Burning Girls by Veronica Schanoes had a fascinating premise but was fancy flesh hung on a thin skeleton—aggressive in scope, but falling short.
The story begins in Poland years before the internment of the Jews became routine. Deborah was born into a Jewish family, and her mother recognized immediately that Deborah was special. In this story, magic works in tandem with religion with no conflicts. When she is four years old, Deborah is sent to live with her grandmother for training.
Eventually, she is a fully trained witch, able to perform abortions with a brew, help women with their problems, and bind demons to prevent them from harming newborns. When a mob kills her family except for her sister, they flee to America and find work there in the sweat shops that need seamstresses.
Soon the sisters find themselves working in different worlds as the sister falls in with the wrong crowd, or more specifically, the wrong man. Then suddenly I exclaimed, “Wait. What? This is Rumplestiltkin‽”
The story at first buried me with culture and language that I was unfamiliar with. There were no explanations. The reader was simply supposed to either know Yiddish, or just roll with it. I rolled. The problem was that I didn’t know what the point of the story was.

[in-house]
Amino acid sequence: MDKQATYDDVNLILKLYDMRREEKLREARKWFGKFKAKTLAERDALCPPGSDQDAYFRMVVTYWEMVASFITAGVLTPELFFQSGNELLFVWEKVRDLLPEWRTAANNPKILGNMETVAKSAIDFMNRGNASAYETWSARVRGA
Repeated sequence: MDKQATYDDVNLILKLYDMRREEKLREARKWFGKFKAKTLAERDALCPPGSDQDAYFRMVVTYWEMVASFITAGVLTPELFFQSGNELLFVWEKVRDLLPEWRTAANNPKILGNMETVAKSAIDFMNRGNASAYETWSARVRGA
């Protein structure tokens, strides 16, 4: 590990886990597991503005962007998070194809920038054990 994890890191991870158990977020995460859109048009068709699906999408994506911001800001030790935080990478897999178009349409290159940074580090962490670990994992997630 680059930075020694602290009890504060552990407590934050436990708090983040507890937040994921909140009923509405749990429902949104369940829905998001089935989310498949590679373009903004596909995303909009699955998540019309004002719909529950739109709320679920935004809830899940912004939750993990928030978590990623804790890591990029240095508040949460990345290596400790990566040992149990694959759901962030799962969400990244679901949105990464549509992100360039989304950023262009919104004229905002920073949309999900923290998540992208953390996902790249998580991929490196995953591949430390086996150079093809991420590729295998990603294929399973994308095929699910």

Schanoes had Deborah telling, not showing, the story. On top of the cultural dump, this made the story difficult to get into. Eventually, the story finished with the backstory and set forth to America. The female characters were strong, but the men were cardboard cutouts. Only the women had vital roles in the story. This isn’t a bad thing, but it contributed to my being unable to relate to what I was reading.
The biggest disappointment was that all the backstory and world building was for a suddenly transparent fairytale retelling. I felt as if Schanoes had lost sight of the forest for the trees. Here was a world she had created that could have taken her anywhere, and she wasted it on somebody else’s ideas. Even the name she chose for the demon was derivative (Rumfeilstilizkahan).
I think this could have been a great story. Retold fairytales can work beautifully, as with Robin McKinley’s “Beauty” or Shannon Hale’s “Goose Girl.” But, in this case, the creative backstory and detailed world building felt wasted on a recycled tale. It could have been told just as well from a Mormon perspective, or a Hindi perspective, or any number of other faiths. The moment the recycled fairytale took over the narrative, the cultural background became meaningless.
In fact, as soon as Shanoe’s Rumfeilstilizkahan was dealt with, the story briefly returned to womens’ issues and had the sister die in a factory fire, but I no longer cared. The real story was already over. Everything else was just padding.
Release Date: June 19, 2013 (USA)
Publisher: Tor Books
Alcohol/Drugs: 1 (mild)
Language: 1 (mild)
Sexuality: 2 (abortions and unplanned pregnancies)
Violence: 1 (death, scary imagery)